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The AutoGuide News Blog is your source for breaking stories from the auto industry. Delivering news immediately, the AutoGuide Blog is constantly updated with the latest information, photos and video from manufacturers, auto shows, the aftermarket and professional racing.
10. 2013 Lexus ES
Over the past few years Lexus has been referred to as a Japanese Buick, with the number one reason being the ES front-drive luxury sedan – a car that drew direct comparisons with the not-quite-Cadillac GM premium brand. To erase those comparos the new 2013 ES gets a more stylish exterior with a GS-themed front nose and a profile more like the flagship LS.
Swapping its Camry underpinnings for an Avalon platform it has, however, grown even more in size – a notable Buick trait. Plus, to challenge the eAssist mild-hybrid LaCrosse, there’s finally now an ES300h hybrid system getting 39 mpg average.
It’s not science fiction any more. A company called Terrafugia was on hand at this week’s New York Auto Show, showing off a flying car – with video proof that it both flies and drives.
Actually more of a driving airplane, the Terrafugia team has been working on this car for years, completely revamping a prototype model they built back in 2009.
To find out more about the aptly-named Transition, how it works and what it costs, watch AutoGuide’s first look video below.
GALLERY: Terrafugia Transition
The Terrafugia Transition has been a work in progress since 2006, but will finally show off its unique design at the 2012 New York Auto Show.
The Transition is being called the first practical street-legal airplane by the company, and will no doubt garner some attention when it hits the show floor. The car has folding wings and a full propeller drive system that allows it to take flight as well as drive on the street.
Terrafugia will need to impress the right people, as the Transition is estimated to cost $279,000.
For that price, the eccentric consumer gets a small airplane that fits in a single-car garage. The Transition also runs off super unleaded gas instead of airplane fuel and is able to drive safely on the road, according to the company.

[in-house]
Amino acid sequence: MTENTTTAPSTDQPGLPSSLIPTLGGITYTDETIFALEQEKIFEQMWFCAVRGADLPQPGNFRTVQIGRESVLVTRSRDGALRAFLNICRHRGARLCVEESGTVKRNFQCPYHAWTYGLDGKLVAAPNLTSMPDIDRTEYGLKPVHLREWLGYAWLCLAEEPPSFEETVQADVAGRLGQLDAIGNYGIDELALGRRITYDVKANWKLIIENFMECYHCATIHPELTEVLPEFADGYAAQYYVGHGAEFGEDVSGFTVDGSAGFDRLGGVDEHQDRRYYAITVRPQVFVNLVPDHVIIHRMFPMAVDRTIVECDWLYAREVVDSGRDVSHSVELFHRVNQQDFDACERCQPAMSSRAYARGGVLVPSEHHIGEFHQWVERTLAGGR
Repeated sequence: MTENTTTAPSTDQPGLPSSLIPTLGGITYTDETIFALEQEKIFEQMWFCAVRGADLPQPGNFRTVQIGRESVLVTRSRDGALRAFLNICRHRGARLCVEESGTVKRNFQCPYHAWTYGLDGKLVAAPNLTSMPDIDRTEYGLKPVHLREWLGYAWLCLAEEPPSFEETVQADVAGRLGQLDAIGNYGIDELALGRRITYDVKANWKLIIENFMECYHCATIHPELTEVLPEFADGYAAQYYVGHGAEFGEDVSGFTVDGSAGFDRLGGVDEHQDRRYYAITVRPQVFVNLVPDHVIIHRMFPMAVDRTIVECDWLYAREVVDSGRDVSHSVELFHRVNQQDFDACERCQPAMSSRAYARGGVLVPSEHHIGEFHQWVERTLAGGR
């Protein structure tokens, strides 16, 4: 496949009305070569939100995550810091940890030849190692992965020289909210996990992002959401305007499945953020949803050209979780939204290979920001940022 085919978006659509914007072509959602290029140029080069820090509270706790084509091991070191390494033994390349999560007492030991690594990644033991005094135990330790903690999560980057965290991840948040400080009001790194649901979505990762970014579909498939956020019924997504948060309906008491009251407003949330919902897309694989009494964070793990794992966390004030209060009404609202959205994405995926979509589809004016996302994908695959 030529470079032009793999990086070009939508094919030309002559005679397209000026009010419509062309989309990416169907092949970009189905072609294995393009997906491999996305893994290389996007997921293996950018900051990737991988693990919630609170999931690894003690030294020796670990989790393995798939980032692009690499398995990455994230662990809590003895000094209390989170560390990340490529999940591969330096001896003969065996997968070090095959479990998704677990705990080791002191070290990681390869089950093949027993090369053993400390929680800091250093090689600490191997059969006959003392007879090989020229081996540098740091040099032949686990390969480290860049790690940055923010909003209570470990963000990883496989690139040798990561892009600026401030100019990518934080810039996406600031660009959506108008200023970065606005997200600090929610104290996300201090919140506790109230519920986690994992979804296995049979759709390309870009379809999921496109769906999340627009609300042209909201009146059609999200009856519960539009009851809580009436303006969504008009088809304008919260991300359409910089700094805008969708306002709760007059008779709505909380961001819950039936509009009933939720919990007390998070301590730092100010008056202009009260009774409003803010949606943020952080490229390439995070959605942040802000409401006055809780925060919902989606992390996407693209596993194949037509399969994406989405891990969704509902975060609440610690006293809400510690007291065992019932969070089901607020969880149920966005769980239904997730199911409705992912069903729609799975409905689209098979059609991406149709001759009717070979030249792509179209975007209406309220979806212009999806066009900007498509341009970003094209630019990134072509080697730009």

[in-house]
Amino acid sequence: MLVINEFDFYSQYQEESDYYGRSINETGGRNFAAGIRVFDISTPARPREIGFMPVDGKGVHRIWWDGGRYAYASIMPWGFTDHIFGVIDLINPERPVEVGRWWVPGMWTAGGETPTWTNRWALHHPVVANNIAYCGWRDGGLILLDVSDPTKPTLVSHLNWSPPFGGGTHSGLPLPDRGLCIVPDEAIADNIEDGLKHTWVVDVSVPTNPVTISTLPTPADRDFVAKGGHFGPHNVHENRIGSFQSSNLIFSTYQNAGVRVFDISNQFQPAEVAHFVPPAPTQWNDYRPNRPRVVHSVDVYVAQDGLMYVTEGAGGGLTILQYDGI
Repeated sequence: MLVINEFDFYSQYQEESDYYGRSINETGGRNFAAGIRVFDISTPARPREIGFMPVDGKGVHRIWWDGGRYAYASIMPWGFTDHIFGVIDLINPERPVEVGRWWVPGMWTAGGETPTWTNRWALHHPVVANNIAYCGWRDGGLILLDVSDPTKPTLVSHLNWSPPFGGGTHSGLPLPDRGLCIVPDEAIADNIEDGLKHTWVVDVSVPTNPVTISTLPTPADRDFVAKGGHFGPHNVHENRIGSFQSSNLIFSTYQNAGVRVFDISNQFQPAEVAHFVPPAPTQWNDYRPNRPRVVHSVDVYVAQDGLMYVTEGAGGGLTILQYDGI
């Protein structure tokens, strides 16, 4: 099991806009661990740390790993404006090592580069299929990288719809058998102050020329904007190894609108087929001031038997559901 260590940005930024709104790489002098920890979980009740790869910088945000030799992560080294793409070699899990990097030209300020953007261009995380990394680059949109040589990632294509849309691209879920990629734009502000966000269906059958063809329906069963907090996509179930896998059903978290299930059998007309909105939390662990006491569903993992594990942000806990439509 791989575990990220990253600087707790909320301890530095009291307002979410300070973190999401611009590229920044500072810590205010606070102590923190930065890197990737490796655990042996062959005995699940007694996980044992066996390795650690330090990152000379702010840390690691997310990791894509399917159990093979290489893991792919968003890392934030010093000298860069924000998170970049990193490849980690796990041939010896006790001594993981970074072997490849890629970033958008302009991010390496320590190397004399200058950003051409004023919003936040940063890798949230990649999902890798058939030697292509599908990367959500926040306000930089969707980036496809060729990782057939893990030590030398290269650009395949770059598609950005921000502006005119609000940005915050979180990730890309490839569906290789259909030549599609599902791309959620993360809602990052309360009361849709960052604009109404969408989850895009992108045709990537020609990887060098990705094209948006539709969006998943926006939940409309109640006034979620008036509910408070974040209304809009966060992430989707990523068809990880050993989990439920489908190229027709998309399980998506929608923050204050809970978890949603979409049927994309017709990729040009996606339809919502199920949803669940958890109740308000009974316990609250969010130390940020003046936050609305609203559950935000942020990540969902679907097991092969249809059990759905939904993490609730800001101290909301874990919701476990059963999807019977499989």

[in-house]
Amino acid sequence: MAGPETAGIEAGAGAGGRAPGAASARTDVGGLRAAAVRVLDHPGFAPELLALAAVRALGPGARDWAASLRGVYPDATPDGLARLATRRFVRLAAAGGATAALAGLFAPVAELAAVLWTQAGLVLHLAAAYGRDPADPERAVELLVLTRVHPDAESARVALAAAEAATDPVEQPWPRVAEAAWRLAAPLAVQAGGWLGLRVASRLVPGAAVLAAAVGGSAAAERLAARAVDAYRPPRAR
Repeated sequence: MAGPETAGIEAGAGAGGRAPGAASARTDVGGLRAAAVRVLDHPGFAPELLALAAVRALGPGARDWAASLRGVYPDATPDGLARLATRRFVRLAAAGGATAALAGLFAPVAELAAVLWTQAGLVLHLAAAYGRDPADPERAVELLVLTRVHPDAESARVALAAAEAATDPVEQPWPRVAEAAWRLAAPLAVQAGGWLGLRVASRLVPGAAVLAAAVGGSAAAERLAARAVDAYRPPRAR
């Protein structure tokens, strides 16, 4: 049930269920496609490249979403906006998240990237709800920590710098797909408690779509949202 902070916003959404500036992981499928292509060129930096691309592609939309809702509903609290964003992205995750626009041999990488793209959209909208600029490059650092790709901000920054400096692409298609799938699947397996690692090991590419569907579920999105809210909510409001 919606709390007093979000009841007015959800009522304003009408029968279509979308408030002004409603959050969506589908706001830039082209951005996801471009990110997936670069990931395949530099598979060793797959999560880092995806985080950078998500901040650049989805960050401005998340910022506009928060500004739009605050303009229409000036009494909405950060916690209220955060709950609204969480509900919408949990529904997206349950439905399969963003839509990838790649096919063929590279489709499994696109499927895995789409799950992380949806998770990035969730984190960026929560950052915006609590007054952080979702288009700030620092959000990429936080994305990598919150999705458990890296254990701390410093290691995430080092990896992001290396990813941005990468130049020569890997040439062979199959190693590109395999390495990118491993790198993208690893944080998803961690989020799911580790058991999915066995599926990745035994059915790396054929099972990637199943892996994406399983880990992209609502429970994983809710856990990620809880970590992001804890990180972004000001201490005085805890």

The same 100-hp engine capable of spinning the rear-mounted propeller or powering the wheels on the ground, both via a continuously variable transmission.
Terrafugia’s video explains most aspects of the car in detail. You can watch it below.
That’s right—the only flying car you can buy today has just been approved for terrestrial driving by the National Highway Traffic Safety Administration. The organization had to grant a special exemption for the Terrafugia Transition, under the provision of “roadable aircraft.”
Unlike most light aircraft, the Transition needs automotive technology such as crumple zones and dual airbags to remain roadworthy. And like a car—or an expensive one, anyway—the Transition features a carbon fiber safety cage and takes unleaded gasoline, albeit high-octane. Hey, airplanes aren’t cheap.
The Transition could allow pilots to land early and drive to their destination if they encounter bad weather, as the car has a 500-mile range. Its 26-foot wings can fold in less than a minute, and can reach 115mph in the air and 65mph on the roads. And so far, how many rich people have sprung for this proof-of-concept? At $250,000, the first 100 orders have all been accounted for.
Roads? Where we’re going, we don’t need roads.